Geotechnical stability analysis is traditionally performed by a variety of approximate methods that are based on the theory of limit equilibrium.

Priority Research Centre for
GEOTECHNICAL AND MATERIALS MODELLING

Computational Limit Analysis of Geostructures

Aims and Background

Geotechnical stability analysis is traditionally performed by a variety of approximate methods that are based on the theory of limit equilibrium. Although they are simple and appeal to engineering intuition, these techniques suffer from a number of serious disadvantages, not the least of which is the need to presuppose an appropriate failure mechanism in advance. This feature can lead to inaccurate predictions of the true failure load, especially for realistic problems involving layered materials, complex loading, or three-dimensional deformation.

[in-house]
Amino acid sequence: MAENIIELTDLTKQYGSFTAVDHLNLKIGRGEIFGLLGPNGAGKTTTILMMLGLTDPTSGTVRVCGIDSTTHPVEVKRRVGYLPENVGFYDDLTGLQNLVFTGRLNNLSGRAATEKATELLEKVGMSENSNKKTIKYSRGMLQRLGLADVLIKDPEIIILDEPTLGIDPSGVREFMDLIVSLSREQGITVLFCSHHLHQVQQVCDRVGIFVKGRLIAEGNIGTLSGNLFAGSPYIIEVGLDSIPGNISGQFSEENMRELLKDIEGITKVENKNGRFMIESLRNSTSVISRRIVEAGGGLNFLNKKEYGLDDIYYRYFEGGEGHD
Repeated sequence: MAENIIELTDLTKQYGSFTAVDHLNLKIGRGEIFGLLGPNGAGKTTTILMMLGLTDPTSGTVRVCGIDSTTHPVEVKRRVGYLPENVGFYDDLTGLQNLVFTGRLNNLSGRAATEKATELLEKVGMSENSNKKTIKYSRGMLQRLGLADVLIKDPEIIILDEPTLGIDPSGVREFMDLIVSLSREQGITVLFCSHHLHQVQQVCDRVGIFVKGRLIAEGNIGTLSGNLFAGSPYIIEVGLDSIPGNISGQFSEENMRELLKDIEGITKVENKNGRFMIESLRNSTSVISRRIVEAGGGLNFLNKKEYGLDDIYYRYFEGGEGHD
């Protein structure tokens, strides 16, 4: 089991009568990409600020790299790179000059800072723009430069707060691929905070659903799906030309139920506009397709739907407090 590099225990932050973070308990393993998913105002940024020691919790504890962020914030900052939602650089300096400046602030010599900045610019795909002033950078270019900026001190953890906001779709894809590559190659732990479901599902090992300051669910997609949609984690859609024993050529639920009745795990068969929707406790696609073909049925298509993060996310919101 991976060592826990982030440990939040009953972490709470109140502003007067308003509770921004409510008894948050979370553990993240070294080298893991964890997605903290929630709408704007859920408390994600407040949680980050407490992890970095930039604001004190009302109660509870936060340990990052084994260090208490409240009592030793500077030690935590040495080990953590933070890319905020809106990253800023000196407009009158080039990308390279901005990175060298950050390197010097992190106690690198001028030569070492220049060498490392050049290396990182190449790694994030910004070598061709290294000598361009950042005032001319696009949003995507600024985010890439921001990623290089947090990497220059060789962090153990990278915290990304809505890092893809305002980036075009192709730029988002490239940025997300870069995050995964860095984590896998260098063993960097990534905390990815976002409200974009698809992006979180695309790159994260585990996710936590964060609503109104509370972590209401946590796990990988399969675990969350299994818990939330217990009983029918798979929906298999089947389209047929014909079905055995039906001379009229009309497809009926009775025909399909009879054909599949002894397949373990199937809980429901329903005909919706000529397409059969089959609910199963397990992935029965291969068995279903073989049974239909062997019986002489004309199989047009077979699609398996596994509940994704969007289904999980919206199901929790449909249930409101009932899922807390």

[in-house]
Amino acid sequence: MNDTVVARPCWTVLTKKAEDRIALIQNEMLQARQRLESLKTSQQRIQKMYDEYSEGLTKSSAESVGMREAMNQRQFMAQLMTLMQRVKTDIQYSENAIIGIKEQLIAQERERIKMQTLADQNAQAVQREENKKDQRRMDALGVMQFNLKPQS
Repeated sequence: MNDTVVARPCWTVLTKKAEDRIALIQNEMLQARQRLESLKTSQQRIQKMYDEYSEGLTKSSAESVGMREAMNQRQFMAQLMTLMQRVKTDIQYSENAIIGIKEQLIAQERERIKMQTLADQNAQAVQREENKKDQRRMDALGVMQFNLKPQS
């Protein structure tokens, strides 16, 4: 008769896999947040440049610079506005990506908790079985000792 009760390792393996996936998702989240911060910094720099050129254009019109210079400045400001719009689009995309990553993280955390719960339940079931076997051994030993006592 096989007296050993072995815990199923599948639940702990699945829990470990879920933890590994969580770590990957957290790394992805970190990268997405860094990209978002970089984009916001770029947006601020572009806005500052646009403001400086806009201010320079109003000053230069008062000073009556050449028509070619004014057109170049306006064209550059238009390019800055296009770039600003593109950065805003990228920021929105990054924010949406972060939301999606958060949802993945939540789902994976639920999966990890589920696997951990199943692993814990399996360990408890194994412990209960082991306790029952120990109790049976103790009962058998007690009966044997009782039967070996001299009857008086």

A much more rigorous method for assessing the stability of geostructures became available with the advent of the limit (or bound) theorems of classical plasticity in the 1950s. These theorems can be used to give upper and lower bounds on the predicted collapse load (a most valuable property in practice), do not require assumptions to be made about the mode of failure, and use only simple strength parameters that are familiar to geotechnical engineers. Although many ingenious bound results have been derived using analytical or numerical methods, practical application of the limit theorems has been restricted by the need to develop specific solution strategies for each problem. Over the last decade, the Newcastle Geotechnical Research Group has developed powerful new methods for performing stability analysis that combine the limit theorems with finite elements and optimisation. These methods are very general and can deal with layered soil profiles, anisotropic strength characteristics, complicated boundary conditions, and complex loading in both two and three dimensions. Indeed, they have already been used to obtain new stability solutions for a wide range of practical problems including soil anchors, slopes, foundations under combined loading, excavations, tunnels, mine workings, and sinkholes.